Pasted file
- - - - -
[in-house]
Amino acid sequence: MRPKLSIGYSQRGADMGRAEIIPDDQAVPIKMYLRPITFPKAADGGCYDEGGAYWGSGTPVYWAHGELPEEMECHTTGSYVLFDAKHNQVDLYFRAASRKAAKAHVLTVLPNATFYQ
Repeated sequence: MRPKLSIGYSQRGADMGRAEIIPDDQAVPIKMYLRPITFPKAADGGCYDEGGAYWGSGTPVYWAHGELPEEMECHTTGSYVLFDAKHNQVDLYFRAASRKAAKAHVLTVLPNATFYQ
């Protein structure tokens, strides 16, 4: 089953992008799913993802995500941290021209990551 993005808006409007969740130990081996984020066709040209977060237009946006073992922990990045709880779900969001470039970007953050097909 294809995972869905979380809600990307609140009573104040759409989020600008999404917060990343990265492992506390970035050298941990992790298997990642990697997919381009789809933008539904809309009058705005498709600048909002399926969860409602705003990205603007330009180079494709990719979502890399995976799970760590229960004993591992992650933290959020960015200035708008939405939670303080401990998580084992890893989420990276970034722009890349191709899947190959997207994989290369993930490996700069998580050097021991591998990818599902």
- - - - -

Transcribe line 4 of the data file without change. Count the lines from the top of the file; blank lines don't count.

């Protein structure tokens, strides 16, 4: 089953992008799913993802995500941290021209990551 993005808006409007969740130990081996984020066709040209977060237009946006073992922990990045709880779900969001470039970007953050097909 294809995972869905979380809600990307609140009573104040759409989020600008999404917060990343990265492992506390970035050298941990992790298997990642990697997919381009789809933008539904809309009058705005498709600048909002399926969860409602705003990205603007330009180079494709990719979502890399995976799970760590229960004993591992992650933290959020960015200035708008939405939670303080401990998580084992890893989420990276970034722009890349191709899947190959997207994989290369993930490996700069998580050097021991591998990818599902």